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Nightmares and night terrors

Nightmares and night terrors

by Dr Caroline Hendry (PhD Developmental Biology)

Night terrors. As if the phrase itself isn’t scary enough, the reality of dealing with a night terror can be frightening. Imagine you wake to a blood-curdling scream, your child thrashing around in the sheets; sweaty, pulse racing, glassy-eyed. Nothing you say or do can get through to them. That’s what it’s like to face a night terror, which affect approximately 5% of children in the Westernised world. But what are night terrors? What causes them and is there any way to stop them?

Night terrors: not so terrifying after all

While the name might be scary, a night terror is actually just another form of sleep disorder, similar to sleep-walking. When a person is having a night terror they are asleep, and believe it or not they don’t usually remember anything in the morning. There is nothing bad associated with night terrors in the long term; no psychological harm or lasting damage, and children usually grow out of them with time.

How to recognize a night terror

There are some key attributes of night terrors that can help you to recognize when one is occurring in your child. These include:

-          Screaming and thrashing around in the bed

-          No response to comforting; often the child will not recognize you or realize that you are there

-          Changes in their body such as increased heart rate, rapid breathing, and sweating

-          Your child may possibly get up out of bed and move around the house, similar to sleep walking or even running

How is a night terror different to a nightmare?

Although they may sound similar, a night terror is very different to a nightmare. A nightmare occurs during dream sleep, otherwise known as REM sleep. In contrast, night terrors occur in non-dream sleep, possibly due to a disturbance during the deepest stage of sleep, known as Stage IV sleep. Nightmares are different because:

-          Your child can usually remember a nightmare or parts of it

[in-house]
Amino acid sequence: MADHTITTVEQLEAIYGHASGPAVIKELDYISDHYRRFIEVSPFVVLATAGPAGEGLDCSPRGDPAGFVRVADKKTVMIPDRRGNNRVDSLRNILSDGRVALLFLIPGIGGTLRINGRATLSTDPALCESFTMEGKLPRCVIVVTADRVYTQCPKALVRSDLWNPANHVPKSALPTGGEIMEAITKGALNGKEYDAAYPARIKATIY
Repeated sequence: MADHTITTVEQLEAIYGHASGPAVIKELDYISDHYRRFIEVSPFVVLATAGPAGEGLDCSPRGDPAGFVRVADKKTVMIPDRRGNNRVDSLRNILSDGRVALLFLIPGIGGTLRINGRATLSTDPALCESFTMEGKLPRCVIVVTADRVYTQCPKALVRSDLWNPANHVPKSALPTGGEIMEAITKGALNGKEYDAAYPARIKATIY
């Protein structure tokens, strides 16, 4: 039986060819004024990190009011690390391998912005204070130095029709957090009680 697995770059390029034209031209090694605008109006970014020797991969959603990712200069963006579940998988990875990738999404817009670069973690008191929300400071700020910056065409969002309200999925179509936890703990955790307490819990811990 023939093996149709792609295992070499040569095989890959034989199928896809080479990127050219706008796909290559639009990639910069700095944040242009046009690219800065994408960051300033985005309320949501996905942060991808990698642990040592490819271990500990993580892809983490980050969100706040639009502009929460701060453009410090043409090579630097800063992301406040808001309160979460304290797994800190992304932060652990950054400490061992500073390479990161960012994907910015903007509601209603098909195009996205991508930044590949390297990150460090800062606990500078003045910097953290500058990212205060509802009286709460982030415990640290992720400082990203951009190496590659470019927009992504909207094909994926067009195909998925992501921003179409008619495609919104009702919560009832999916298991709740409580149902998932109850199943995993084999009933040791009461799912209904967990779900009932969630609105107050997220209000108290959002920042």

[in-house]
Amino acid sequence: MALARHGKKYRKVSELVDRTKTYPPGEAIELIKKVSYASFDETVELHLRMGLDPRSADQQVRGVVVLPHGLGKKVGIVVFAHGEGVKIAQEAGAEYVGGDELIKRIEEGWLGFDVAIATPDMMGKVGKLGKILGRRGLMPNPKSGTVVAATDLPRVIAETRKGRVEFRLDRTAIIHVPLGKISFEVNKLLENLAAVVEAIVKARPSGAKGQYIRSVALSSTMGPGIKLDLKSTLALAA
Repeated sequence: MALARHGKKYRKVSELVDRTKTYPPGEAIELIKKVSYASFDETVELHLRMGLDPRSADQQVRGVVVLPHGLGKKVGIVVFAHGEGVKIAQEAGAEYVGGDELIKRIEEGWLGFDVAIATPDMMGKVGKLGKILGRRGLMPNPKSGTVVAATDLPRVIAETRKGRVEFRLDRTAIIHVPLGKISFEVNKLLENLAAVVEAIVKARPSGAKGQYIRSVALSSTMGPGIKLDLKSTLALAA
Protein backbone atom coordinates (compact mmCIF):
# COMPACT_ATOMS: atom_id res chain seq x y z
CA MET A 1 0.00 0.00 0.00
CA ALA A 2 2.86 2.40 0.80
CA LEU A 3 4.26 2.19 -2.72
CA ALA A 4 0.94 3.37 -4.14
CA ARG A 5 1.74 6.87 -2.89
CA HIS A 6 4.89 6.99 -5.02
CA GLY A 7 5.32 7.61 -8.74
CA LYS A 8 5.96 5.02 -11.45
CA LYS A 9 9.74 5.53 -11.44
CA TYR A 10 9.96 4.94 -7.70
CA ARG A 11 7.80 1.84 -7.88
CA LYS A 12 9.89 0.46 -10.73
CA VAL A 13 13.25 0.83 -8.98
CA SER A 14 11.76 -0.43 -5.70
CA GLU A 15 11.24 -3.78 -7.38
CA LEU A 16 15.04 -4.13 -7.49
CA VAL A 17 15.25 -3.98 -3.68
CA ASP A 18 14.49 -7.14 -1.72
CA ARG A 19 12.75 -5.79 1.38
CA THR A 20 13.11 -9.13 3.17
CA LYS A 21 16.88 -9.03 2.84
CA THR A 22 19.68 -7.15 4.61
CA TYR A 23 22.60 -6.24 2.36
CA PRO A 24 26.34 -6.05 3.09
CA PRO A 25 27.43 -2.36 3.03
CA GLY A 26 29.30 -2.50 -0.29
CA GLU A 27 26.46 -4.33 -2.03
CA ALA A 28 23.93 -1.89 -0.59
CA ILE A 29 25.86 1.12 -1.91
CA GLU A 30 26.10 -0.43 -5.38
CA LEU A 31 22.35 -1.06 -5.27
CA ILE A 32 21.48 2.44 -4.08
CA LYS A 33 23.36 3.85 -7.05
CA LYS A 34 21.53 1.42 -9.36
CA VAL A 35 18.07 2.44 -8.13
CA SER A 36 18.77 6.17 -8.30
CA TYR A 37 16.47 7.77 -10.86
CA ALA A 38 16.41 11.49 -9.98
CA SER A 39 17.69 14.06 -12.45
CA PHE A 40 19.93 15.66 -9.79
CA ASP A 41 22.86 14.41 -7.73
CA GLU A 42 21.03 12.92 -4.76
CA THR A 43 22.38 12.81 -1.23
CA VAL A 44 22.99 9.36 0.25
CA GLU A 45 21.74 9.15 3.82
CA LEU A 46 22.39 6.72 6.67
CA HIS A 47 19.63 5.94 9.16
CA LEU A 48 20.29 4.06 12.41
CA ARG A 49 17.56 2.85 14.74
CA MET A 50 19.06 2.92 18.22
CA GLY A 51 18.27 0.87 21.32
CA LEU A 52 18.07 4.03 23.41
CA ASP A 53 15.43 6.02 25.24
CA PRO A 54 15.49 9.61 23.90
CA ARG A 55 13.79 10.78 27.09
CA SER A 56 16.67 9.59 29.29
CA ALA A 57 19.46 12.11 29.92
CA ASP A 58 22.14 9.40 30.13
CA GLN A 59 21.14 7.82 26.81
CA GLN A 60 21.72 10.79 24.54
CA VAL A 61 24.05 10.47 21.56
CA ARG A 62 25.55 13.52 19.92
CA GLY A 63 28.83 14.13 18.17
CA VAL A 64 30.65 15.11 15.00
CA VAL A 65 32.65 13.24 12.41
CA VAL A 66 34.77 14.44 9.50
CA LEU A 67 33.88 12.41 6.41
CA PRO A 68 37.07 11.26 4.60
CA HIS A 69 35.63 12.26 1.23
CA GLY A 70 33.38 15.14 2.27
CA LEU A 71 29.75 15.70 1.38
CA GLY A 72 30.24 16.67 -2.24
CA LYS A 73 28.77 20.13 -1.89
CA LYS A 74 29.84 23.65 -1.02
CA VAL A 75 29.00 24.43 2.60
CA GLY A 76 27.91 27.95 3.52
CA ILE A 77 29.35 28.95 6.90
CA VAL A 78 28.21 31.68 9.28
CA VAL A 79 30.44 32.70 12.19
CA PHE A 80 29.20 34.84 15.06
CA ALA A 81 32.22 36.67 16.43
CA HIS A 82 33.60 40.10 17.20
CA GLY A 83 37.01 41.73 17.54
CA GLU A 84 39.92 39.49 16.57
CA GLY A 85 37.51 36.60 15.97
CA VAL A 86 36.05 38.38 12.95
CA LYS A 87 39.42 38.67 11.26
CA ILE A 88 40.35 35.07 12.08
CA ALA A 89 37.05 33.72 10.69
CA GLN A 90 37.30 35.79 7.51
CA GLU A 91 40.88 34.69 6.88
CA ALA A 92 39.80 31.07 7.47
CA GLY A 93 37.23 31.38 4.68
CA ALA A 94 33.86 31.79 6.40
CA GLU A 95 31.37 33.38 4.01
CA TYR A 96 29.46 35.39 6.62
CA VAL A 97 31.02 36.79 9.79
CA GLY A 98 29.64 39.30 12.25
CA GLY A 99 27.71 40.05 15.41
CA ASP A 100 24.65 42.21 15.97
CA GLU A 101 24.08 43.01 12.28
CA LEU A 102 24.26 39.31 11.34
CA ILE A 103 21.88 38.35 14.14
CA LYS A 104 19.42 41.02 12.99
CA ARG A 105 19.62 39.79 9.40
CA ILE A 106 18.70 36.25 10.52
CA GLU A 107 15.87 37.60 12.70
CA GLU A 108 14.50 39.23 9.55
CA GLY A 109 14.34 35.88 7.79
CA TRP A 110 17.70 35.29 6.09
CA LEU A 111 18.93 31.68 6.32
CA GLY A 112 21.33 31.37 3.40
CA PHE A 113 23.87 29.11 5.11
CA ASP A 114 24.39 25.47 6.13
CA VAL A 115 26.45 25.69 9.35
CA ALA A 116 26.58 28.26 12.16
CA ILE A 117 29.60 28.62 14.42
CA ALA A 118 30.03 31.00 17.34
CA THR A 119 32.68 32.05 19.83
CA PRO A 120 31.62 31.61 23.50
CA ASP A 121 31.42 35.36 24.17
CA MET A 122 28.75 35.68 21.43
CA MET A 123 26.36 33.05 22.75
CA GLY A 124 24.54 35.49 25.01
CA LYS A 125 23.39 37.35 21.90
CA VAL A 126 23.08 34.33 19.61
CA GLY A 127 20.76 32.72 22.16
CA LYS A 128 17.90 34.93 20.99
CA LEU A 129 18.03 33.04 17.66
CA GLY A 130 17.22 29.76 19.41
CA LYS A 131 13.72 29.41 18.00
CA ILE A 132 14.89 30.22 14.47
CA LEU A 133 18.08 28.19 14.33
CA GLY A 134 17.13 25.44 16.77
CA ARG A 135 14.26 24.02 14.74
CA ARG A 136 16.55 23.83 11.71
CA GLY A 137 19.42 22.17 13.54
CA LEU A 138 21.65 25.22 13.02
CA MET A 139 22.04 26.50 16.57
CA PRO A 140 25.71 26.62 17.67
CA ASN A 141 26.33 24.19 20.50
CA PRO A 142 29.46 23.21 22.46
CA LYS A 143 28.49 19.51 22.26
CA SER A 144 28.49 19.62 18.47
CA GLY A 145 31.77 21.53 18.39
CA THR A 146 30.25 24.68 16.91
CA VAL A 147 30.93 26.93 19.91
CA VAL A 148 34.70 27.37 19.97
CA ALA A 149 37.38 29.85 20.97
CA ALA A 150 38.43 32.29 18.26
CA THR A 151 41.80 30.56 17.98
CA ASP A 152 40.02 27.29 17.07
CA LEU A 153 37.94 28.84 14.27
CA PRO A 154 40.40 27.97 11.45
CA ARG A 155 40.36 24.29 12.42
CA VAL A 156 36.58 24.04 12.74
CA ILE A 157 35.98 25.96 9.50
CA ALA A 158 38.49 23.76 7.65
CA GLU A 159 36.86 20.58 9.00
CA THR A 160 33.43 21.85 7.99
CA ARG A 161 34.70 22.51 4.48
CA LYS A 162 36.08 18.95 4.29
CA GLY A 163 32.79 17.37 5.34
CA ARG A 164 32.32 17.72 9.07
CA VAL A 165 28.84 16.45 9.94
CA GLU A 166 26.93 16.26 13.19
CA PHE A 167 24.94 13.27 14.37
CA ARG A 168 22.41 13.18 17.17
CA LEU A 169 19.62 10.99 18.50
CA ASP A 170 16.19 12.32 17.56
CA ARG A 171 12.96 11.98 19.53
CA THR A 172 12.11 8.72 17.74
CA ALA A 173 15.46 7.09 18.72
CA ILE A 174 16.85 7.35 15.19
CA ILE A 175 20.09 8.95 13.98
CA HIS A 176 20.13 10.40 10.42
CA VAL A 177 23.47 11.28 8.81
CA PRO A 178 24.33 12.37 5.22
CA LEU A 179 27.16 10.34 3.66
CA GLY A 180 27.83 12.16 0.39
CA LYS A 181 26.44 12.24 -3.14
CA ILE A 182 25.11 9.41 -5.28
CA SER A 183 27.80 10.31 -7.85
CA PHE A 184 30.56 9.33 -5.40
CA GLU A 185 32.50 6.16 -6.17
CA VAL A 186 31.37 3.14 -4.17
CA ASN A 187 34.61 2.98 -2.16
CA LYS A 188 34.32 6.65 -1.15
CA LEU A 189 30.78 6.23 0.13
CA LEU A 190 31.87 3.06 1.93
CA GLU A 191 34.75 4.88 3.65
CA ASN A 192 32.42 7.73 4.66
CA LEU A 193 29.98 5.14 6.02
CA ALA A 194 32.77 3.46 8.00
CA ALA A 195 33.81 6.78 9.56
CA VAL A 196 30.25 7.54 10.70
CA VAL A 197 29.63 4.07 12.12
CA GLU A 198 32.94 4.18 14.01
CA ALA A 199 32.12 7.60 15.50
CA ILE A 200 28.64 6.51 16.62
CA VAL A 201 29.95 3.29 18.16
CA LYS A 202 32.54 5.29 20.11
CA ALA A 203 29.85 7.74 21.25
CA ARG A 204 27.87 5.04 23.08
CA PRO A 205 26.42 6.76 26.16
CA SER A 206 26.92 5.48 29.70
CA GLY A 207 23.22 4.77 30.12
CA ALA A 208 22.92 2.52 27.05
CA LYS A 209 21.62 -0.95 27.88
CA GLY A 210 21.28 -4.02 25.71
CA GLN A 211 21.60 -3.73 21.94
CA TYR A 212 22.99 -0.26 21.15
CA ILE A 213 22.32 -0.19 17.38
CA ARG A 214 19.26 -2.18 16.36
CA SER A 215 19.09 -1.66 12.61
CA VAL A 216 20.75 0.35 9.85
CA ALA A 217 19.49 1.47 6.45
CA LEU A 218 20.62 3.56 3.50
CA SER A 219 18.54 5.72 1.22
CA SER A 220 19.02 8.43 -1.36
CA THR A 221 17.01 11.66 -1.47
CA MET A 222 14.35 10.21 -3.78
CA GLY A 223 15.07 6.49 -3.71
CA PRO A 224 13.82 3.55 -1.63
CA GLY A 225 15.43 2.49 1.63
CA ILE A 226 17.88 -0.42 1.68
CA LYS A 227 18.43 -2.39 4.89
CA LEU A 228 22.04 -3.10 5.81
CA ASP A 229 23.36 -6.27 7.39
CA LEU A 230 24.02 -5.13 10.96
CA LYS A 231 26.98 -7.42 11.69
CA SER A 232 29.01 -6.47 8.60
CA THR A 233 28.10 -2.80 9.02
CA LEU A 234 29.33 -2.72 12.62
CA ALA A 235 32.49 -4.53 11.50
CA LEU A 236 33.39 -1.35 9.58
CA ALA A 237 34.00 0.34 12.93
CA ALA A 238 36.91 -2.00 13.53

-          Your child can wake and feel scared because of the nightmare

-          Nightmares in children are usually caused by a negative experience, such as a fight, a scary film or something stressful that has happened

What should you do during a night terror?

As difficult as it may be, the best thing to do during a night terror is to sit close by and wait it out. An episode will usually last about 10 minutes or so. During this time, any attempt to comfort or wake your child may in fact make it worse. Of course, if your child is at risk of injuring themselves then do what you can to gently restrain them. Once the night terror is over it is safe to wake your child, and doing so may even help to prevent them from having another episode.

How to prevent night terrors

Since night terrors are linked to disruptions in the sleep cycle, in order to avoid night terrors you should ensure that your child’s bedtime routine is as consistent and relaxing as possible. Avoid lively play, bright lights, loud noises and bright screens immediately prior to bed. Implement a calm bedtime routine around the same time every night and stick to it. It’s also worthwhile double checking your child’s sleeping environment for other possible disturbances: a nearby radio or TV, bright lights and foreign noises all have the potential to cause a sleep disturbance.

If you notice that night terrors always occur at a particular time, then try gently waking your child fifteen minutes or so prior to this time, every night for about a week. Doing so will prevent the particular sleeping pattern that gives rise to the terrors, but won’t affect sleep quality in the long-term.

When to get help

If night terrors are occurring every night, or several times per night, then it’s probably a good idea to talk to your GP. There may be an underlying medical issue that is causing a disruption to the sleep cycle, for example difficulty breathing due to allergies. It’s also a good idea to see your GP if the terrors become so frequent and intense that your child is either a danger to themselves or becomes extremely tired during the day.

Want to know more about night terrors? Check out this fact sheet from the Royal Children’s Hospital Melbourne or here for more information on children's sleep from Monash Children's Hospital/

 

Say! You might also be interested in reading one of these equally enthralling articles:

Five newborn baby myths debunked

Common sleep training mistakes: part two

Common sleep training mistakes: part one


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